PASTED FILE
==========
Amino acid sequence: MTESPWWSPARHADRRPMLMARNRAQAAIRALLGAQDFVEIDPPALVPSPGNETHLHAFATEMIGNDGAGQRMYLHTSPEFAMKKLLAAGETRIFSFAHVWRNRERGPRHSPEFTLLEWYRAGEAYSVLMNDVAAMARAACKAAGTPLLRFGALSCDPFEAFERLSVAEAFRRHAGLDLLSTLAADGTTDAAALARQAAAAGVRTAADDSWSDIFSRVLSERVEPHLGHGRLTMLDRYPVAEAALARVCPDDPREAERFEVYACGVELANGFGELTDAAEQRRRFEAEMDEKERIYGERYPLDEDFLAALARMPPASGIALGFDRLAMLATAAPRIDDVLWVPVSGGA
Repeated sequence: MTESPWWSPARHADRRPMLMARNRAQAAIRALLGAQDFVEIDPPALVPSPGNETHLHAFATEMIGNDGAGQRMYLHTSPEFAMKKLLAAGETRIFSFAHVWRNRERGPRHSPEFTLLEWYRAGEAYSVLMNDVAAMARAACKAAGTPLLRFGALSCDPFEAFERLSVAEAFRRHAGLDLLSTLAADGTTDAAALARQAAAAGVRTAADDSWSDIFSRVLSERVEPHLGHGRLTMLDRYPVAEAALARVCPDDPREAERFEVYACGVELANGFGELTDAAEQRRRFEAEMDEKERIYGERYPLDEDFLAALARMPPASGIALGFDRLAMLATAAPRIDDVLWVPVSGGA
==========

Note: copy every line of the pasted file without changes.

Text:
Amino acid sequence: MTESPWWSPARHADRRPMLMARNRAQAAIRALLGAQDFVEIDPPALVPSPGNETHLHAFATEMIGNDGAGQRMYLHTSPEFAMKKLLAAGETRIFSFAHVWRNRERGPRHSPEFTLLEWYRAGEAYSVLMNDVAAMARAACKAAGTPLLRFGALSCDPFEAFERLSVAEAFRRHAGLDLLSTLAADGTTDAAALARQAAAAGVRTAADDSWSDIFSRVLSERVEPHLGHGRLTMLDRYPVAEAALARVCPDDPREAERFEVYACGVELANGFGELTDAAEQRRRFEAEMDEKERIYGERYPLDEDFLAALARMPPASGIALGFDRLAMLATAAPRIDDVLWVPVSGGA
Repeated sequence: MTESPWWSPARHADRRPMLMARNRAQAAIRALLGAQDFVEIDPPALVPSPGNETHLHAFATEMIGNDGAGQRMYLHTSPEFAMKKLLAAGETRIFSFAHVWRNRERGPRHSPEFTLLEWYRAGEAYSVLMNDVAAMARAACKAAGTPLLRFGALSCDPFEAFERLSVAEAFRRHAGLDLLSTLAADGTTDAAALARQAAAAGVRTAADDSWSDIFSRVLSERVEPHLGHGRLTMLDRYPVAEAALARVCPDDPREAERFEVYACGVELANGFGELTDAAEQRRRFEAEMDEKERIYGERYPLDEDFLAALARMPPASGIALGFDRLAMLATAAPRIDDVLWVPVSGGA